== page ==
Joint exam can be delayed for disruptions
The China Post news reporter
June 20, 2012, 12:27 am TWN
The annual joint college entrance examination for high school graduates will be postponed for no more than two days in case any one of the city or county governments announce suspension of work for reasons such as typhoons, flooding or earthquakes.
Professor Mu Tzung-tsann, director of the College Entrance Examination Center (CEEC), announced the contingency plan yesterday.
The measure will be implemented starting this year given that Taiwan is prone to the natural disasters that can often cause uncontrollable disruptions for work, public administrative activities and transport services.
Many parents of students have voiced concern about the possible serious impact on the examination by recalcitrant weather conditions.
This year's college entrance examination for high school graduates in Taiwan and offshore islands is scheduled for July 1-3.
A total of 75,935 graduating students have registered to take the series of tests that will be used to designate their proper universities and colleges.
To ensure fairness, all of the students will take the examinations at a total of 1,875 test sites in 61 districts simultaneously.
Mu said the decision concerning postponement of the tests will be made and announced no less than three hours from the time of the first test depending on the latest weather conditions and possible impact.
This means that any decision for postponement has to be made and announced by 5:40 a.m.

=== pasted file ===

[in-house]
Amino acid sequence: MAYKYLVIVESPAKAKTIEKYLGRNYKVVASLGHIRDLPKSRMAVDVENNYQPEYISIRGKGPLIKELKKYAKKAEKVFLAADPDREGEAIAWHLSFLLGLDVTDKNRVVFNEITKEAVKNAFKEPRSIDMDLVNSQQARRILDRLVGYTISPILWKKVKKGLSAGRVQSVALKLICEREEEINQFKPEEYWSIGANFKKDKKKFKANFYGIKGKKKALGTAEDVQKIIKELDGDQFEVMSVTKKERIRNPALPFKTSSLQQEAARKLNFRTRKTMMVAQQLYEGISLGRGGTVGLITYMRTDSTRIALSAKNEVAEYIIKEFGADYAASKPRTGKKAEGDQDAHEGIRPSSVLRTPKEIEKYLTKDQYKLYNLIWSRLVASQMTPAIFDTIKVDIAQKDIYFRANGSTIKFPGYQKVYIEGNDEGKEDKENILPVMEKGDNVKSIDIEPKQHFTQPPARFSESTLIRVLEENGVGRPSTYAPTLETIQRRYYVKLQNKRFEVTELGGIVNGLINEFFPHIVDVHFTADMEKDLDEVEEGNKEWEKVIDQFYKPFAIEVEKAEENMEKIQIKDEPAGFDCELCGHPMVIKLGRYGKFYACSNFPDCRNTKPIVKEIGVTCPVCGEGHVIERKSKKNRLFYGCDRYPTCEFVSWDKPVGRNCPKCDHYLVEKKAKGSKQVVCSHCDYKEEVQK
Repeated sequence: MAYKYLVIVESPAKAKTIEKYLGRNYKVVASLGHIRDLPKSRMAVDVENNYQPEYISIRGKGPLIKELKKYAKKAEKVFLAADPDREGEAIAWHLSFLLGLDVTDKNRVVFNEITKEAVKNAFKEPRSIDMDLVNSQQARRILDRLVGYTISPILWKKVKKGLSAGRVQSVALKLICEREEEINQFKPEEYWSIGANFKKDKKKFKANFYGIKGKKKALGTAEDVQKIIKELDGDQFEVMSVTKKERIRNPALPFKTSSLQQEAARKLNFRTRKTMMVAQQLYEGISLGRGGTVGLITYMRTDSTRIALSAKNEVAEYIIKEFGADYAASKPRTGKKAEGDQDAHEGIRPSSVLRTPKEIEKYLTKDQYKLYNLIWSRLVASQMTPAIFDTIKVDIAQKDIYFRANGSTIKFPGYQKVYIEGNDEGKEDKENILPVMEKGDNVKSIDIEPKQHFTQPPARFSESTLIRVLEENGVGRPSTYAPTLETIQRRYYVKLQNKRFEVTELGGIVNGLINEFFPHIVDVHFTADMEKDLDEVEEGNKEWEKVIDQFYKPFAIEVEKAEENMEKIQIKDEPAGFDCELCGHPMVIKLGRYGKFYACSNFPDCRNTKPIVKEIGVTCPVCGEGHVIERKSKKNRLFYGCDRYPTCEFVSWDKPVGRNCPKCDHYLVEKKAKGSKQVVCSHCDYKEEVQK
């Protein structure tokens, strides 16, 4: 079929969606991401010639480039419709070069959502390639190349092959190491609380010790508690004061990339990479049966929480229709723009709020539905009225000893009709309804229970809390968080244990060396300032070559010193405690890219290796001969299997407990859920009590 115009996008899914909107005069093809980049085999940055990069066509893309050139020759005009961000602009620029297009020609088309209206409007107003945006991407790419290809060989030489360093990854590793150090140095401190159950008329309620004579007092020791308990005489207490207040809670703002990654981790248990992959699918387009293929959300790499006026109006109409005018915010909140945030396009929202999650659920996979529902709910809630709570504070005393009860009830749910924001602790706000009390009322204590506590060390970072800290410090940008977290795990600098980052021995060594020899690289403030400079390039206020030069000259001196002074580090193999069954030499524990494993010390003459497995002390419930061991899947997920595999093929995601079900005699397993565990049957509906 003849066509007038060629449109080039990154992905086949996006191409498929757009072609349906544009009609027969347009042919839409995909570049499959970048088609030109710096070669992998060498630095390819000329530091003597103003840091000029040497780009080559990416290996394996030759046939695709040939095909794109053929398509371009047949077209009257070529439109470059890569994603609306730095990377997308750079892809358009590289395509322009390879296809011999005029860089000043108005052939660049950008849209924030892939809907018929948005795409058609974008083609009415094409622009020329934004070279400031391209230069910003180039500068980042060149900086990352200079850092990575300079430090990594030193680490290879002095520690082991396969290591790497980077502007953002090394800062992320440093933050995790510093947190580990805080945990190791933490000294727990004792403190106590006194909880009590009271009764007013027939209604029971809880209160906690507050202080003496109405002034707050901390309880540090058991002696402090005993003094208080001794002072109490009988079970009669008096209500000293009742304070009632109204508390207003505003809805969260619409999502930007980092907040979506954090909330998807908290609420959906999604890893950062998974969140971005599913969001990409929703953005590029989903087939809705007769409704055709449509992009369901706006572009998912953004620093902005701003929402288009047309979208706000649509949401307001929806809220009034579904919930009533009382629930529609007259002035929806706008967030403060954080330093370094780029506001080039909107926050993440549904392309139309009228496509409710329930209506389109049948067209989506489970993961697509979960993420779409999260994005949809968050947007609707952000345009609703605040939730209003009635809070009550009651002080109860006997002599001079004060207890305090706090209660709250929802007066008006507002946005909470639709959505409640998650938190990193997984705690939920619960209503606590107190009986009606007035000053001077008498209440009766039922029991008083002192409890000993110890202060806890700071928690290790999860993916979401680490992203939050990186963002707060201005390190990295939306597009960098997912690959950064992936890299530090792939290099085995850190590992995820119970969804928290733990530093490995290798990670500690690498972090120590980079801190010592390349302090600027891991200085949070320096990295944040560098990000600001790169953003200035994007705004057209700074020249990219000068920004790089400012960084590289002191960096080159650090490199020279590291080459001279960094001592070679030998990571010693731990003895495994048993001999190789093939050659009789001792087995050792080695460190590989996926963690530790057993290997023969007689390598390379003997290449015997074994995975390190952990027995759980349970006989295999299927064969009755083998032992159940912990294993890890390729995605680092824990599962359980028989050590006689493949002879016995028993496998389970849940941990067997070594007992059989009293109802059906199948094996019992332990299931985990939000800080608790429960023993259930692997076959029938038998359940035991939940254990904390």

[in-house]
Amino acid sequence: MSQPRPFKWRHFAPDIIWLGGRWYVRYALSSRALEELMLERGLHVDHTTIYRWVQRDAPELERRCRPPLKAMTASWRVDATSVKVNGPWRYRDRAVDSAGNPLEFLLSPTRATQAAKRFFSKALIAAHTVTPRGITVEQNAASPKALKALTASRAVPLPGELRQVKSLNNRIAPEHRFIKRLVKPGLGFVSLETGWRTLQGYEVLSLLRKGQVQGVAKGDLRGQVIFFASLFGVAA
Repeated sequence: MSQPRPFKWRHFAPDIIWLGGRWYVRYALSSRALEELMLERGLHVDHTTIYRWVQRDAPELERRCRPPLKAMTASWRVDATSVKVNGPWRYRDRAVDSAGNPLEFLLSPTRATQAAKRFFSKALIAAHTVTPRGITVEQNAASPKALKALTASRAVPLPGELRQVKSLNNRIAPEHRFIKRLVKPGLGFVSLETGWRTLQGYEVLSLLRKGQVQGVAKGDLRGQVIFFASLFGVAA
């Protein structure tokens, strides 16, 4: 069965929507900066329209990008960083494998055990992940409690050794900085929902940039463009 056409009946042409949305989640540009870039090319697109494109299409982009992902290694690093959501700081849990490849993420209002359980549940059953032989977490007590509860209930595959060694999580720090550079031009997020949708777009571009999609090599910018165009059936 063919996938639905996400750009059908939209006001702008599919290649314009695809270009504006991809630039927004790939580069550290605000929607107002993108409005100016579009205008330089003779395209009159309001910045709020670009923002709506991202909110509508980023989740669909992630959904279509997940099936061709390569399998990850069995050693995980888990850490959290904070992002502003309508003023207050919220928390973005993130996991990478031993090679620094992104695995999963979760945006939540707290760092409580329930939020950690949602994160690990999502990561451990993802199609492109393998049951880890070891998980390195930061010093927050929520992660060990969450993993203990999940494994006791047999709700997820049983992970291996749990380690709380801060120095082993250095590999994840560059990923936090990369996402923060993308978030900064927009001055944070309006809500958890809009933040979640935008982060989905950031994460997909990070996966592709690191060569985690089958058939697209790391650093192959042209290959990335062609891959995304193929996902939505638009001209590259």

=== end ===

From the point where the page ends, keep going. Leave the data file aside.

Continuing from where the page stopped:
Such a decision will be made public immediately through channels like mass media, Internet, and text messages to students who have provided their mobile phone numbers, said Mu.
Except for around 3,000 students, all of the students provided their mobile numbers in the registration forms for the exam.
The potential postponement of the examination would be no more than two days, he said.
It is impossible to make a long or indefinite delay because too many people, including teachers, supervisors and examinees in so many places will be affected by postponement, he explained.
Students at certain test sites disrupted by natural disasters will be allowed to take “make-up” exams even when the local-level governments make no decision to close public offices, he added.
Mu said members of the CEEC would next week discuss possible contingency plans to cope with disruptions when one or more local governments make the decision to keep public offices open but suspend activities at schools.